More than three months after his birth, the National Zoo’s new panda cub finally has a name.
Officials at the Smithsonian, which runs the zoo, announced Monday morning that the cub born on August 21 would be named Xiao Qi Ji, which is Mandarin Chinese for “little miracle”.
The choice was the result of a five-day online poll that drew nearly 135,000 voters to choose between different Mandarin Chinese names. In a nod to Chinese tradition, the name was not chosen until 100 days after the birth.
Monday’s announcement came on the day the zoo shut its doors to the public for the second time this year due to the COVID-19 pandemic.
Smithsonian officials announced last week that the zoo and the seven museums that had been operating at limited capacity would all shut down indefinitely as the virus continues to spike locally and around the country.
“Giant pandas are an international symbol of endangered wildlife and hope, and Xiao Qi Ji’s birth offered the world a much-needed moment of joy amidst the Covid-19 pandemic,” the zoo said in a statement.
The Smithsonian first shut down all its facilities in mid-March. But the zoo reopened on July 24 and other museums gradually reopened other museums with timed entry passes to keep the crowds low.
🐼❤️ After five days just under 135,000 votes cast, we are thrilled to share that our 3-month-old giant panda cub’s name is. . . ✏️LEARN MORE: https://t.co/DIXKDErTjv.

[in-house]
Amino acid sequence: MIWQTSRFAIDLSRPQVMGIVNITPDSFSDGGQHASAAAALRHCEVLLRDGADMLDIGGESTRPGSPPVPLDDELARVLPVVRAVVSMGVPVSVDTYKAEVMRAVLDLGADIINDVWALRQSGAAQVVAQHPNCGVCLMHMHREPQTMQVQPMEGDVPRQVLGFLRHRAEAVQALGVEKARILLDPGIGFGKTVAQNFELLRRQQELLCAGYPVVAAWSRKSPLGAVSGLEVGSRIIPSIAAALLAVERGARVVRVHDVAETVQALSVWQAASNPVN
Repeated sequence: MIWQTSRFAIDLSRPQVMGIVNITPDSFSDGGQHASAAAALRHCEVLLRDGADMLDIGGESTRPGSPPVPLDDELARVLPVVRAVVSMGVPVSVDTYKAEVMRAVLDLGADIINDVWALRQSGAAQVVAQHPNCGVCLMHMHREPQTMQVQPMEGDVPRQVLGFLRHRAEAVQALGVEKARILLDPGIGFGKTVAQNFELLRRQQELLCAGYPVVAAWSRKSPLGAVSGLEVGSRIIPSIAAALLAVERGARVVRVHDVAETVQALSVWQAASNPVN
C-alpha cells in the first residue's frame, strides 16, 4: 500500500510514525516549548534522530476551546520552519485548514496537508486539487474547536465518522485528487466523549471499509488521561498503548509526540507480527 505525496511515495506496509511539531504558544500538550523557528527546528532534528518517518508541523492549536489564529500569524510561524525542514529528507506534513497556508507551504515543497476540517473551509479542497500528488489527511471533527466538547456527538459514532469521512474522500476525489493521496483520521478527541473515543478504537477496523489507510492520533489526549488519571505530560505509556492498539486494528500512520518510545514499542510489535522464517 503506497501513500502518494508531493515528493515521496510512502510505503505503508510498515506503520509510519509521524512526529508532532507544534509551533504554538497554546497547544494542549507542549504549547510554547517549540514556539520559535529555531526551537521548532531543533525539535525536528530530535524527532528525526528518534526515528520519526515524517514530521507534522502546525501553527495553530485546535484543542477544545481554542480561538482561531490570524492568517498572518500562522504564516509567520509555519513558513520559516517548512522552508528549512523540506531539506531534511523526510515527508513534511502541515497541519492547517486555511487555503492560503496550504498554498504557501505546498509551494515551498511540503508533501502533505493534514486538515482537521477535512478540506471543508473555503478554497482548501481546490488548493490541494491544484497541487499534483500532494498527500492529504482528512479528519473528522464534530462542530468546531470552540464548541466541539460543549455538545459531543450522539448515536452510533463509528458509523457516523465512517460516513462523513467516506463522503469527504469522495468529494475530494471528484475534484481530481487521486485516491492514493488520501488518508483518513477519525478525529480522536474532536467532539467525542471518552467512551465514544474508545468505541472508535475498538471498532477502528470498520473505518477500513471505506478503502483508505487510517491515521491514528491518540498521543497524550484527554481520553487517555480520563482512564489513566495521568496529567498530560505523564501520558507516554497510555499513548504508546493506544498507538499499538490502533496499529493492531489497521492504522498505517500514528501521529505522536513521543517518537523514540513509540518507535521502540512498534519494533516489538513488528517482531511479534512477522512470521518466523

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#PandaStory #PandaCubdates pic.twitter.com/OgKD76QUEq
— National Zoo (@NationalZoo) November 23, 2020
Even if the zoo were open, the indoor panda house would have remained closed to the public, making the zoo’s popular panda-cam, the only way to view the baby bear, who doctors say is up to 4.7kg (10.4lbs) and starting to crawl.
The male panda was born on August 21 to Mei Xiang, 22, the second-oldest documented giant panda in the world to give birth.
She was artificially inseminated in March with frozen semen from Tian Tian, 23
The reproductive rate for pandas, which carry a reputation for being difficult to breed in captivity, is about one cub every two years, according to the World Wide Fund for Nature (WWF).
But “long-term studies have shown that wild panda populations can have reproductive rates comparable to some American black bear populations, which are thriving,” the WWF said on its website.